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Contact: Yvonne Menard, 805-658-5725
Twelve American bald eagles, the symbol of our nation’s freedom and heritage, will be released into the Northern Channel Islands this summer as a step towards reestablishing the historical island population. On Sunday July 20, 2003 at 7:30 a.m. several of the young bald eagles can be seen at the Channel Islands National Park Visitor Center prior to their trip to Santa Cruz Island. This is the second phase of a five year project to release bald eagles in the northern Channel Islands.
The bald eagle release is part of a larger plan to restore natural resources using a $30 million legal settlement with defendants that dumped DDT and PCBs in the area more than three decades ago. The chemicals entered the food chain and prevented eagles from reproducing successfully.
The National Park Service and the Nature Conservancy co-own Santa Cruz Island and support the reintroduction of bald eagles as part an island-wide restoration program. The Montrose Settlements Restoration Program (MSRP) will use the eagle release as a feasibility study to determine whether the birds can once again live and reproduce in the northern Channel Islands. The MSRP Trustee Council is made up representatives from U.S. Fish and Wildlife Service, National Oceanic and Atmospheric Administration (NOAA), National Park Service, California Department of Fish and Game, California State Lands Commission, and California Department of Parks and Recreation.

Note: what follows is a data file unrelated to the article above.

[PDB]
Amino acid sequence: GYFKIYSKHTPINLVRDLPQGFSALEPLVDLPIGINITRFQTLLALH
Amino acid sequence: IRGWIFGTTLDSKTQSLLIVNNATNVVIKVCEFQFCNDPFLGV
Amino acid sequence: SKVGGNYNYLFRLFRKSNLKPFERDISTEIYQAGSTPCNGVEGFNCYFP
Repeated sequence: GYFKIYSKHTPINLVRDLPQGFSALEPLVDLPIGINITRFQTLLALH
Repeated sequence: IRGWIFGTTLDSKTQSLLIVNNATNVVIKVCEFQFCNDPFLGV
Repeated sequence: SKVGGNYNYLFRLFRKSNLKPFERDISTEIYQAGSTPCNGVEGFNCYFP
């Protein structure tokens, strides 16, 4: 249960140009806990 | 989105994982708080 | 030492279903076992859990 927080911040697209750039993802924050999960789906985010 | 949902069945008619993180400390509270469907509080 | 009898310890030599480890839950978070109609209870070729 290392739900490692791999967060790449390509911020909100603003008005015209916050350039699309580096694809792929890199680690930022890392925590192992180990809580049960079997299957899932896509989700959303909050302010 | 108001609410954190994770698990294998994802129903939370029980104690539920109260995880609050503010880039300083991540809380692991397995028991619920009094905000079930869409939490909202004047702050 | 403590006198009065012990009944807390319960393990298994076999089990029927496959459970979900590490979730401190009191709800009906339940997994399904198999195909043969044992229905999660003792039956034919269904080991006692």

Seven of the twelve juvenile bald eagles released in 2002 remain in the Northern Channel Islands. Four of these birds spend the majority of their time on Santa Cruz Island, one is on AnacapaIsland, and two tend to travel between islands. One of the birds released in 2002 has ventured all the way to YellowstoneNational Park in Wyoming.
The twelve birds being introduced to the islands this year will first acclimate in a “hack tower” for about a month prior to taking their first flight. Biologists will monitor the birds by recording their feeding, foraging habits and physical health in their new environment.
Bald eagles, a federally threatened species, disappeared from the islands due to eating food from the ocean that was contaminated with DDT. This caused them to lay thin-shelled eggs that broke easily.
“Bald eagles used to occur on all of the California Channel Islands and are an important symbol of the biological diversity protected by the only national park and marine sanctuary in southern California”, Kate Faulkner, MSRP Trustee and Chief of Natural Resources at Channel Islands National Park explained. “Their return to the Channel Islands brings them closer to recovery and is an important part of restoring the nationally significant ecosystem of the islands”.
Further information, please visit the Montrose Restoration Program.
A fact sheet on the American Eagle and the Restoration Program is available in PDF format at Restoring Bald Eagles Fact Sheet.